Originally published: 11 July 2019
Author: Paul Burston
Published by: Orenda Books
Length: 312 pages
Reading dates: 28-30 June 2019
Tom Hunter is a successful novelist – his first book was a major hit, his second not so much. Now he is being stalked by Evie, a young woman who he met at a book signing. Evie is well-read, clever but unstable. She lives with her father and her only interactions with the world appear to be through social media. She writes a blog and enjoys antagonising people on Twitter.
When she is taken to court by Tom, she is hit with a restraining order and her life is turned upside down. Tom on the other hand is free to return to writing, yet he is still anxious about Evie, despite the court ruling.
Told from both Tom’s and Evie’s points of view this is a cracking read. I literally polished this off in two sittings! Neither Tom nor Evie are very likeable. Although I had some sympathy for Tom, he doesn’t appear to be a very nice person, taking his only real friend Emma for granted. Evie is a sad character, having had an unhappy childhood with a mother who didn’t love her. But she also seems to be one of those people who like to argue for the sake of it and love to have disagreements.
It made me realise how having a stalker, even a remote one who targets their obsessive behaviour through social media and email can still have a devastating effect on someone’s mental health.
I never quite trusted what either character was telling me which added to the uneasy nature of this read. Tom’s paranoia really shone through and I felt quite anxious while reading this.
The beginning of the book is set in Tom’s home town of London and the second half is set in Hastings, where Tom decides to stay after the court case, in the hope a change of scenery will help him write another bestseller. I liked Tom’s unlikely friendship with his downstairs neighbour in Hastings – Colin, an elderly gay man. There are many mentions of homophobia both in the present (with Tom) and in the past with Colin and how even now, Tom doesn’t feel entirely comfortable making it obvious he is gay, always feeling a little vulnerable.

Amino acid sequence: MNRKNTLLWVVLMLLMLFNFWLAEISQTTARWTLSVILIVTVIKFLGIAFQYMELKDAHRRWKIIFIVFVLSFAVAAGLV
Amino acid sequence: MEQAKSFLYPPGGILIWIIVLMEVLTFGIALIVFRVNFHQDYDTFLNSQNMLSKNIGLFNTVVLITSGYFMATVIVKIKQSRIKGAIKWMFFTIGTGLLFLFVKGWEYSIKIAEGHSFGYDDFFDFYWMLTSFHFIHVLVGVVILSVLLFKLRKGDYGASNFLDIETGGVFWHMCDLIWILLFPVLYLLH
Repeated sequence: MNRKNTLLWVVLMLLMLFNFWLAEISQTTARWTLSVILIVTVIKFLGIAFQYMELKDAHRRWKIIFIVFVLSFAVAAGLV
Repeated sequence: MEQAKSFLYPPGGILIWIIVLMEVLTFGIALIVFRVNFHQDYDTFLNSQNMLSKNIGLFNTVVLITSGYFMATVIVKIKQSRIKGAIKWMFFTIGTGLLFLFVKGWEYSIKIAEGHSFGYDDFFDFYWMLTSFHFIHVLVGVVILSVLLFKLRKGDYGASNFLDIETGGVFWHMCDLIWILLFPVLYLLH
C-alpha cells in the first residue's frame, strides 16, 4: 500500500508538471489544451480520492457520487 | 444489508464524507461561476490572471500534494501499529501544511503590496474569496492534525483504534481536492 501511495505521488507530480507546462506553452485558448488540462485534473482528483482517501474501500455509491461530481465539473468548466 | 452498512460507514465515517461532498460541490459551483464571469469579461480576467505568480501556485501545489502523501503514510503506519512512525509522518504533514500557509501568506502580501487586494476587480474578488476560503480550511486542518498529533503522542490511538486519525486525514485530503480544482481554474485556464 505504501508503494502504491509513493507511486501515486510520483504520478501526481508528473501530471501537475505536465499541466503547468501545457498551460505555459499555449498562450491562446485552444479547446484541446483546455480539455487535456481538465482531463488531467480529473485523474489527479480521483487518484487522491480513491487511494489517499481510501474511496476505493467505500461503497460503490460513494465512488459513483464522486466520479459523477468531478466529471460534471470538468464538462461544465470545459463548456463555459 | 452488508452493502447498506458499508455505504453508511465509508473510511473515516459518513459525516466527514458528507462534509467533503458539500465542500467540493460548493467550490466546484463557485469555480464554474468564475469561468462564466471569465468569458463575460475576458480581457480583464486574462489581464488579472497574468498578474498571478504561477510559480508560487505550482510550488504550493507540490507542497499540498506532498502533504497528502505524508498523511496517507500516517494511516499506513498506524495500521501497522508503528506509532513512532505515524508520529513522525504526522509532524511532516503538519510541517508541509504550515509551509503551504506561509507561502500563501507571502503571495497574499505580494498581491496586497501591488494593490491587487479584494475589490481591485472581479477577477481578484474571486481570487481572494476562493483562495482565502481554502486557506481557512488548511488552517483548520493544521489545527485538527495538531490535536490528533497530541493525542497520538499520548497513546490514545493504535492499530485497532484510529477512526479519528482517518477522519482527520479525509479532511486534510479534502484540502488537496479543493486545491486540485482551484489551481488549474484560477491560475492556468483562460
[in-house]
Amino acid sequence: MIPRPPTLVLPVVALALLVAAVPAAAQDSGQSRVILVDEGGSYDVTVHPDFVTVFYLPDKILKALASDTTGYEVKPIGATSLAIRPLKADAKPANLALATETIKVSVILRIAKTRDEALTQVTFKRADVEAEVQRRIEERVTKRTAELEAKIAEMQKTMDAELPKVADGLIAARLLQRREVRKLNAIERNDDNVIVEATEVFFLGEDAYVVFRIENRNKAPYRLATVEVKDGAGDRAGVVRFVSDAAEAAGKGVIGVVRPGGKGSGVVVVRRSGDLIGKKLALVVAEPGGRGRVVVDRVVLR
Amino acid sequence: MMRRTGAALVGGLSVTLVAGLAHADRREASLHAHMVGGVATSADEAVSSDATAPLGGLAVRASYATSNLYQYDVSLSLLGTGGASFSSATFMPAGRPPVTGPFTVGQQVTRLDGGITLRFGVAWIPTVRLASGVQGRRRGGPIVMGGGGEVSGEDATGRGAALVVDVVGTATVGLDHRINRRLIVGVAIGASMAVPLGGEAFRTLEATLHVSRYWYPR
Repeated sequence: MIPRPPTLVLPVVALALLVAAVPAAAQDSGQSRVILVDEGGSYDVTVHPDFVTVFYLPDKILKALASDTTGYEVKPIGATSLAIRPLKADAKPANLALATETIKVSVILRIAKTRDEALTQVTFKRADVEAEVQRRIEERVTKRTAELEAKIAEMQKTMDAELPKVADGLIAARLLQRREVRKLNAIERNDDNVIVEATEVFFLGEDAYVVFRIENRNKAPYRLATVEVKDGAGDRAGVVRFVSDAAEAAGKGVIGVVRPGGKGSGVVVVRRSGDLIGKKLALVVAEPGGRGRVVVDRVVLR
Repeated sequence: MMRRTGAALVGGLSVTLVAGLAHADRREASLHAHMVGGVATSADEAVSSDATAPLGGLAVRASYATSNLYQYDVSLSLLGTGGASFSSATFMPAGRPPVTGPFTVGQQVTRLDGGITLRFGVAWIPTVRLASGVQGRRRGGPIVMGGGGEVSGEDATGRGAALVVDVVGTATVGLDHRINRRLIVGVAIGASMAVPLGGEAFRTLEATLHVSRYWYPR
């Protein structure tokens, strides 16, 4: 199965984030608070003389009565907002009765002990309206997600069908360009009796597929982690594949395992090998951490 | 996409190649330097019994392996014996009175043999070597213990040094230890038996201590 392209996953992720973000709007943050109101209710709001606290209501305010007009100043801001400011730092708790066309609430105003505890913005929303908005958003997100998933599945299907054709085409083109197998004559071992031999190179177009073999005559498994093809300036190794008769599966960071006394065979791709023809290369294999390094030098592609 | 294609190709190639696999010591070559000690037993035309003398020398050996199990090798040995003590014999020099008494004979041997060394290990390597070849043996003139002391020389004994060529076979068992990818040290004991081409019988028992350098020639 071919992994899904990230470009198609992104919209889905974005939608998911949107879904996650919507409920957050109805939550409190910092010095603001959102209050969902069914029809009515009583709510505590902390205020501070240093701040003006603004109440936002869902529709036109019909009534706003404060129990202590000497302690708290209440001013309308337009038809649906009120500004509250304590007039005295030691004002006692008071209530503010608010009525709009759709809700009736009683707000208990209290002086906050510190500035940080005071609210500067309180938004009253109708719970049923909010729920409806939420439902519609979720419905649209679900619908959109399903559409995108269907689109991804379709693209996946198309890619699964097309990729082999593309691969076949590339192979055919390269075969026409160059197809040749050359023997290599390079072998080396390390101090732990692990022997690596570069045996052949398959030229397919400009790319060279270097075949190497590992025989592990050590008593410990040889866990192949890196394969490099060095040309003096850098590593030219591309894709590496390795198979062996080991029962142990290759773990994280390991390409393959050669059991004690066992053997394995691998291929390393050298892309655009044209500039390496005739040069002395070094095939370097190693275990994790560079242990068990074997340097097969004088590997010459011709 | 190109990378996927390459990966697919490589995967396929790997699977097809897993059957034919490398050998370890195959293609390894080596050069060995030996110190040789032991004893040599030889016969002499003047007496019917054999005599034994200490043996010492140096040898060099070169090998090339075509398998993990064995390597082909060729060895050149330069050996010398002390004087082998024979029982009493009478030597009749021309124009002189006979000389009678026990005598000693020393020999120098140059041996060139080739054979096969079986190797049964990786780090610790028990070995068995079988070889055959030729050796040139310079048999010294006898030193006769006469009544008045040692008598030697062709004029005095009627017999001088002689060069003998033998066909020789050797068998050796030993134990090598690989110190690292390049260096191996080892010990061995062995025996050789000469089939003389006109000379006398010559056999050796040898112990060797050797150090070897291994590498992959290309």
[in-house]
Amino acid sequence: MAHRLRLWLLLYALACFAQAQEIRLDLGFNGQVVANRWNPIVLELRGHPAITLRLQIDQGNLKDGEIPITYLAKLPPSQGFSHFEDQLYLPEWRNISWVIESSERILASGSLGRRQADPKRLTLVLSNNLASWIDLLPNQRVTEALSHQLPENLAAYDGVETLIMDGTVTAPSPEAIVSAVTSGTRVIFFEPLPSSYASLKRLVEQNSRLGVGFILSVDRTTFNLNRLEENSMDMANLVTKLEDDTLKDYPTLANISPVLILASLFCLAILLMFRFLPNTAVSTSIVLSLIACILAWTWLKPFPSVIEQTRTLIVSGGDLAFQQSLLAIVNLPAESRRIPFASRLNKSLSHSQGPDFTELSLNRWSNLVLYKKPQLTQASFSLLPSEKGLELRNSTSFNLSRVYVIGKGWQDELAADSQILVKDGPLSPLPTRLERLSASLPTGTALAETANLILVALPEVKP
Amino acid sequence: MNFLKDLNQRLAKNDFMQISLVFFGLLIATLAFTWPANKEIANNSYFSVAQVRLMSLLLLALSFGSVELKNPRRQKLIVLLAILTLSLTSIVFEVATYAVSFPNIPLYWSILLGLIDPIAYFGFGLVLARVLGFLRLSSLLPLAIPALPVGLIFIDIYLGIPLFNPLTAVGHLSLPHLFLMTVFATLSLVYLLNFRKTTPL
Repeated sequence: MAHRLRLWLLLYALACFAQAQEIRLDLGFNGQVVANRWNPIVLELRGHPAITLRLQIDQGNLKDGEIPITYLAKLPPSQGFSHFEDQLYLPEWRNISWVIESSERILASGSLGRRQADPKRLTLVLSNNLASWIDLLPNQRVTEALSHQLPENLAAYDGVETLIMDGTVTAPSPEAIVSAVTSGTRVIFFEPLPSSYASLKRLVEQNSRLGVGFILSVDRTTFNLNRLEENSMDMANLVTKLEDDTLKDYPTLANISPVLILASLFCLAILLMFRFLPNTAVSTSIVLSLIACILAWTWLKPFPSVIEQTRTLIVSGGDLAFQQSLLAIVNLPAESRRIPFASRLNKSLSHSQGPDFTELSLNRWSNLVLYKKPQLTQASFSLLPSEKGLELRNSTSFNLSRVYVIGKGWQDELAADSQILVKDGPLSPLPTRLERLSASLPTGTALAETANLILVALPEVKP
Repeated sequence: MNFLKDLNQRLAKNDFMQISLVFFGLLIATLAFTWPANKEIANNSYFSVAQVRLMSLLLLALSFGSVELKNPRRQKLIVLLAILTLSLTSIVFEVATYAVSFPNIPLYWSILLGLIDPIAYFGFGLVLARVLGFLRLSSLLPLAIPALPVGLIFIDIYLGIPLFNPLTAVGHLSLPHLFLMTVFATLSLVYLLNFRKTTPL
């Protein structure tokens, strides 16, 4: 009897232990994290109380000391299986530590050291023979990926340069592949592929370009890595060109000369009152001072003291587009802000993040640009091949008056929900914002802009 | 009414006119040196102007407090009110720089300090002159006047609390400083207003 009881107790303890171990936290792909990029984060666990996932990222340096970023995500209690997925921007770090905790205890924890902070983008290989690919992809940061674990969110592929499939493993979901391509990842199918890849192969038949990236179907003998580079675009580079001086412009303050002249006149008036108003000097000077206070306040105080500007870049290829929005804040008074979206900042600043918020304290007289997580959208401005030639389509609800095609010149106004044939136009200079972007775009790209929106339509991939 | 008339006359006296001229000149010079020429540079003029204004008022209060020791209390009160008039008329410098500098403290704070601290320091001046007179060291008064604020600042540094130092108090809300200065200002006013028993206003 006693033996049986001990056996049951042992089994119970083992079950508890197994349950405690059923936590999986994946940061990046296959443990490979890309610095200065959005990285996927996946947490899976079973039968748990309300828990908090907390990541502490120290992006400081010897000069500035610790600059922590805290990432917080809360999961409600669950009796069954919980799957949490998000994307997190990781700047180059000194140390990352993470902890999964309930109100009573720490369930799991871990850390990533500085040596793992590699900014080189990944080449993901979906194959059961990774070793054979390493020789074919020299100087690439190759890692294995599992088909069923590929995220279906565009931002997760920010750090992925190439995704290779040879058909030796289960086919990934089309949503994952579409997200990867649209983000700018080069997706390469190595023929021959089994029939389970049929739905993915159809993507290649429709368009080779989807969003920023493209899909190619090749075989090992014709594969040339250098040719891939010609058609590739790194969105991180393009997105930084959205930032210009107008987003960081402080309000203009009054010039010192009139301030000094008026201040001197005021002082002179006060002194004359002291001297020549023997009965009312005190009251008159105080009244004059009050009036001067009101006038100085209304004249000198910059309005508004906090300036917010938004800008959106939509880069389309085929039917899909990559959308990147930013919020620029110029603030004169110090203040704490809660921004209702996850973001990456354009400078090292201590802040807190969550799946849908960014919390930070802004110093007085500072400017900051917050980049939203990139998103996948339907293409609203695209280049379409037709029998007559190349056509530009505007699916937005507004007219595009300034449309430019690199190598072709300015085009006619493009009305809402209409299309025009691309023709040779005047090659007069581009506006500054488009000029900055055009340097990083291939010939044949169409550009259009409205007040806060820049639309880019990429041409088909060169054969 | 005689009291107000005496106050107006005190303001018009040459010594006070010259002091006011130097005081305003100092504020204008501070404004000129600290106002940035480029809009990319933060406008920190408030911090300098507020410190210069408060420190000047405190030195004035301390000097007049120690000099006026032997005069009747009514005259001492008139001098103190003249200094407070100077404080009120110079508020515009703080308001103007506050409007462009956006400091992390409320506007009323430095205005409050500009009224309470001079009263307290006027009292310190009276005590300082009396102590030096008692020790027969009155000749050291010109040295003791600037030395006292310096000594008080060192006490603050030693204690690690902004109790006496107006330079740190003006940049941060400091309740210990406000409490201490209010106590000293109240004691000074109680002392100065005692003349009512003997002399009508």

A current and believable read, I found this twisty and compelling. It really made me questions my own usage of social media! While I am on Twitter, I don’t tend to get into arguments! I’m very much about the books and bookish Twitter for the most part is just lovely and supportive but I am well aware of how quickly the tide can turn.
This was a dark and disturbing read, a twisty turny thriller that is a serious contender to be one of the best thrillers I have read so far this year!
Many thanks to Karen at Orenda for sending me a copy and to Anne Cater for inviting me on the blog tour. Be sure to checkout the other stops below…
About the author:
Paul Burston is a British journalist and author. Born in York and raised in South Wales, Burston attended Brynteg Comprehensive School and studied English, Drama and Film Studies at university. He worked for the London gay policing group GALOP and was an activist with ACT-UP before moving into journalism. He edited, for some years, the gay and lesbian (later LGBT) section of Time Out magazine.
His first novel Shameless, published in 2001, was praised by The New York Times.
He has since published four more novels and two short story collections. He is the founder and host of award-winning LGBT literary salon Polari at the Southbank Centre, and founder of The Polari First Book Prize for new LGBT writing.
In October 2018 The Bookseller announced that his new crime novel ‘The Closer I Get’ will be published by Orenda Books in 2019 as part of a two book deal.